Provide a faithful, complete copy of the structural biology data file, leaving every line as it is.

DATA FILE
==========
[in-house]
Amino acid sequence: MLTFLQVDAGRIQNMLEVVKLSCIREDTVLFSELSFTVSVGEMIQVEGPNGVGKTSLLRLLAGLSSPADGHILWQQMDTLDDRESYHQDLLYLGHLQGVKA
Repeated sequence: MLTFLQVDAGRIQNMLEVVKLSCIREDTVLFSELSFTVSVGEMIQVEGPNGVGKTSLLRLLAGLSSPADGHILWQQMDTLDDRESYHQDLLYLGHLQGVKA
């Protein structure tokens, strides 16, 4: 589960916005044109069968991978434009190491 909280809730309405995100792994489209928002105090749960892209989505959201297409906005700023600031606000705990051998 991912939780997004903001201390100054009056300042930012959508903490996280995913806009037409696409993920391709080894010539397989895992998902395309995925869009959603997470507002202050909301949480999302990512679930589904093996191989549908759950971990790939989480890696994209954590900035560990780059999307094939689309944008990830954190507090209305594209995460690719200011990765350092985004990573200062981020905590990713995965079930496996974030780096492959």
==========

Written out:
[in-house]
Amino acid sequence: MLTFLQVDAGRIQNMLEVVKLSCIREDTVLFSELSFTVSVGEMIQVEGPNGVGKTSLLRLLAGLSSPADGHILWQQMDTLDDRESYHQDLLYLGHLQGVKA
Repeated sequence: MLTFLQVDAGRIQNMLEVVKLSCIREDTVLFSELSFTVSVGEMIQVEGPNGVGKTSLLRLLAGLSSPADGHILWQQMDTLDDRESYHQDLLYLGHLQGVKA
């Protein structure tokens, strides 16, 4: 589960916005044109069968991978434009190491 909280809730309405995100792994489209928002105090749960892209989505959201297409906005700023600031606000705990051998 991912939780997004903001201390100054009056300042930012959508903490996280995913806009037409696409993920391709080894010539397989895992998902395309995925869009959603997470507002202050909301949480999302990512679930589904093996191989549908759950971990790939989480890696994209954590900035560990780059999307094939689309944008990830954190507090209305594209995460690719200011990765350092985004990573200062981020905590990713995965079930496996974030780096492959």